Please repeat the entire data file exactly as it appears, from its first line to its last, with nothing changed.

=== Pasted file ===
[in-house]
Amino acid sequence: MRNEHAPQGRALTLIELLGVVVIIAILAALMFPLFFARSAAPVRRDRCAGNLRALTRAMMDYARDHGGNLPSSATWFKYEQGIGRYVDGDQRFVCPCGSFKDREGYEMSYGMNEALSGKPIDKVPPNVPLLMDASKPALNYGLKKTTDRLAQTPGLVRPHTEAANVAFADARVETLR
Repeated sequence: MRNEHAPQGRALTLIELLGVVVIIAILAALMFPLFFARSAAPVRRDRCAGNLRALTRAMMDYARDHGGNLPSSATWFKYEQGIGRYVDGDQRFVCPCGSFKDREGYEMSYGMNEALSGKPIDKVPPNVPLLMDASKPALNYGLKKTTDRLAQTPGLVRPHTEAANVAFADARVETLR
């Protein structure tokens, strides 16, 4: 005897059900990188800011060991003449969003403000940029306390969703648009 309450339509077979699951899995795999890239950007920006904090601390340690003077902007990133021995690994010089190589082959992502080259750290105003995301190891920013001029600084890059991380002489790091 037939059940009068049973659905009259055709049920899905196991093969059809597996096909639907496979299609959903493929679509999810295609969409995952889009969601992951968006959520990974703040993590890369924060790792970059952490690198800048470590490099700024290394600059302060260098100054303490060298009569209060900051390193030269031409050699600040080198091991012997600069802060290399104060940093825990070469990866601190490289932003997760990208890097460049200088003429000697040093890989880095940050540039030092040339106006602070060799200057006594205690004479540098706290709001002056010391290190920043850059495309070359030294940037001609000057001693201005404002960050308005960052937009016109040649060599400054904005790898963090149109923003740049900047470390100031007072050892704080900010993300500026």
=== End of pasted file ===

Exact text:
[in-house]
Amino acid sequence: MRNEHAPQGRALTLIELLGVVVIIAILAALMFPLFFARSAAPVRRDRCAGNLRALTRAMMDYARDHGGNLPSSATWFKYEQGIGRYVDGDQRFVCPCGSFKDREGYEMSYGMNEALSGKPIDKVPPNVPLLMDASKPALNYGLKKTTDRLAQTPGLVRPHTEAANVAFADARVETLR
Repeated sequence: MRNEHAPQGRALTLIELLGVVVIIAILAALMFPLFFARSAAPVRRDRCAGNLRALTRAMMDYARDHGGNLPSSATWFKYEQGIGRYVDGDQRFVCPCGSFKDREGYEMSYGMNEALSGKPIDKVPPNVPLLMDASKPALNYGLKKTTDRLAQTPGLVRPHTEAANVAFADARVETLR
């Protein structure tokens, strides 16, 4: 005897059900990188800011060991003449969003403000940029306390969703648009 309450339509077979699951899995795999890239950007920006904090601390340690003077902007990133021995690994010089190589082959992502080259750290105003995301190891920013001029600084890059991380002489790091 037939059940009068049973659905009259055709049920899905196991093969059809597996096909639907496979299609959903493929679509999810295609969409995952889009969601992951968006959520990974703040993590890369924060790792970059952490690198800048470590490099700024290394600059302060260098100054303490060298009569209060900051390193030269031409050699600040080198091991012997600069802060290399104060940093825990070469990866601190490289932003997760990208890097460049200088003429000697040093890989880095940050540039030092040339106006602070060799200057006594205690004479540098706290709001002056010391290190920043850059495309070359030294940037001609000057001693201005404002960050308005960052937009016109040649060599400054904005790898963090149109923003740049900047470390100031007072050892704080900010993300500026």